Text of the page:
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The Red Cross 'Home Fire Campaign' Really Can Save Lives

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The incident underscored the importance of these home inspections

Each month, volunteers from the American Red Cross of the Central Coast spend a day in a local neighborhood, supporting the national organization's "Home Fire Campaign." In January, while inspecting homes in Seaside, California, the volunteers saw first-hand the lifesaving value of their efforts.

That's because one of the 10 four-person teams assembled to do the home visits on January 16 took the extra time to ensure that an elderly woman's mobile home was fire-safe.

"She had the required smoke detectors, and they were all in good working order," says Camilla Boolootian, a Red Cross development officer who served as a volunteer that day. "But the resident also mentioned that her smoke detectors, which in her case also detected the presence of carbon monoxide, regularly sounded an alarm when she was cooking."

The woman's comment set off an alarm of sorts for Boolootian, her Red Cross teammates, and the members of the Seaside Fire Department who were the Red Cross's partners that day.

Those present decided it would be prudent to test the air around the resident's stove; sure enough, the air sample indicated that her stove was leaking gas.

PG&E was quickly called, and within 15 minutes the utility company had a crew on site to turn off the resident's gas, fix the gas leak, and restore her service.

"For me and the many Red Cross volunteers that day, the incident underscored the importance of these home inspections," Boolootian says. "This particular visit reminded all of us that the Red Cross's Home Fire Campaign does save lives."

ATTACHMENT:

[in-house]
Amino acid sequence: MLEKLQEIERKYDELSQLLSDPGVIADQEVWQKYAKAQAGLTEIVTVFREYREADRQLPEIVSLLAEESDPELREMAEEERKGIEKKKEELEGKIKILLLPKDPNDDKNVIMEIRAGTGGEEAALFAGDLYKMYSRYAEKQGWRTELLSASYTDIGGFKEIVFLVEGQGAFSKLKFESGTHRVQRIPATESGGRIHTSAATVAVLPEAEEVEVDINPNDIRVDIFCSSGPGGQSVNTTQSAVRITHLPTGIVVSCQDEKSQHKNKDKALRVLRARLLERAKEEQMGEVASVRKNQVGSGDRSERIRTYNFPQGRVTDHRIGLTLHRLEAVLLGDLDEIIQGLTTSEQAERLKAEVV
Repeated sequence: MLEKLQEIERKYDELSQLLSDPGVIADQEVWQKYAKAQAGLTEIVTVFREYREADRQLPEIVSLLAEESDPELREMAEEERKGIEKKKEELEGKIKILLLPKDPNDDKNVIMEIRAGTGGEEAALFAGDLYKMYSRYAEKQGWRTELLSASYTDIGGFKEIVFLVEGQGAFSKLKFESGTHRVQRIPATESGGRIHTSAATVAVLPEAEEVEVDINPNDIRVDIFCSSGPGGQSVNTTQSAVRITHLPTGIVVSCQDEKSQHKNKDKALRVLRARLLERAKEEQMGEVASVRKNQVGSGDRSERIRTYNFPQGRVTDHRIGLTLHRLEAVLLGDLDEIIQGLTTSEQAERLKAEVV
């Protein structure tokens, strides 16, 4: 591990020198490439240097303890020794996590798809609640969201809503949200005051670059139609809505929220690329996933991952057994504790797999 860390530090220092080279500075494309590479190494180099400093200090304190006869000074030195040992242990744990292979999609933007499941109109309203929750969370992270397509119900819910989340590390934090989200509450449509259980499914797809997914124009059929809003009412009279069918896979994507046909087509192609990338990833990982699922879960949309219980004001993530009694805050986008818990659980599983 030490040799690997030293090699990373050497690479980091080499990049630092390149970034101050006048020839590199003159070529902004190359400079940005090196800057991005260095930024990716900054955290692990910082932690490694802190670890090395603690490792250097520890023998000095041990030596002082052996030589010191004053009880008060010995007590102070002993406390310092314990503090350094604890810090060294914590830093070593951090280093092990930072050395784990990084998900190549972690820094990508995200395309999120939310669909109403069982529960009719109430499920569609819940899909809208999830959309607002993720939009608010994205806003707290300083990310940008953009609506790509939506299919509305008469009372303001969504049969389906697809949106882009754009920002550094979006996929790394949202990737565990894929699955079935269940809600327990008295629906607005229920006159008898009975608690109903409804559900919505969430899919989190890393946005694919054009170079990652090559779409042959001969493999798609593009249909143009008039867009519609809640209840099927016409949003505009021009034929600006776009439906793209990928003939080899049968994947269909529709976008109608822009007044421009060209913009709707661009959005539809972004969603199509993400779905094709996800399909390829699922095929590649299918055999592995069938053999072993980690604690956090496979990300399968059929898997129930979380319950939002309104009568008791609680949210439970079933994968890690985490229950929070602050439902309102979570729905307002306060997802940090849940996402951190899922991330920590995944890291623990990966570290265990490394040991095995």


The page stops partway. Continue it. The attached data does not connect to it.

Announced in October 2014 by American Red Cross CEO Gail McGovern, the organization launched the Home Fire Campaign with a goal of reducing deaths and injuries from home fires by as much as 25 percent over the following five years.

Conducted in partnership with local fire-prevention agencies, the campaign seeks to increase the use of smoke alarms in neighborhoods with higher numbers of home fires and to encourage all Americans to develop and practice fire-escape plans.

Brian Dempsey, chief of the Seaside Fire Department, says the Red Cross campaign came along at a perfect time for his agency. "When it was launched a little more than a year ago, our department had just secured a $23,000 federal fire-prevention grant that enabled us to purchase 1,100 smoke detectors, batteries, and other materials for just the sort of door-to-door campaign the Red Cross program envisioned."

"We are a small department, so having the Red Cross volunteers available to help us staff this effort has made a huge difference in the success of our outreach efforts," adds Dempsey, who also serves on the Red Cross Central Coast Chapter's Board of Directors. "The launch of their Home Fire Campaign could not have been timed any more perfectly for the residents of the City of Seaside."

The Red Cross fire prevention campaign came on the heels of a national survey that indicated that many Americans have a false sense of security about surviving a fire. Conducted for the organization, the survey indicates that people mistakenly believe they have more time than they really do to escape a burning home.

Fire experts agree that people may have as little as two minutes to escape a burning home before it’s too late to get out.

The Red Cross responds to nearly 70,000 disasters each year in the United States – and the vast majority of these are home fires.

Preview image caption: Seaside Fire Chief Brian Dempsey says the Red Cross fire-prevention campaign perfectly complements the department's own efforts.

Main image caption: Steve Purcell, Sandy Williamson (center) and Camilla Boolootian were among dozens of Central Coast Red Cross volunteers doing home inspections in Seaside in January.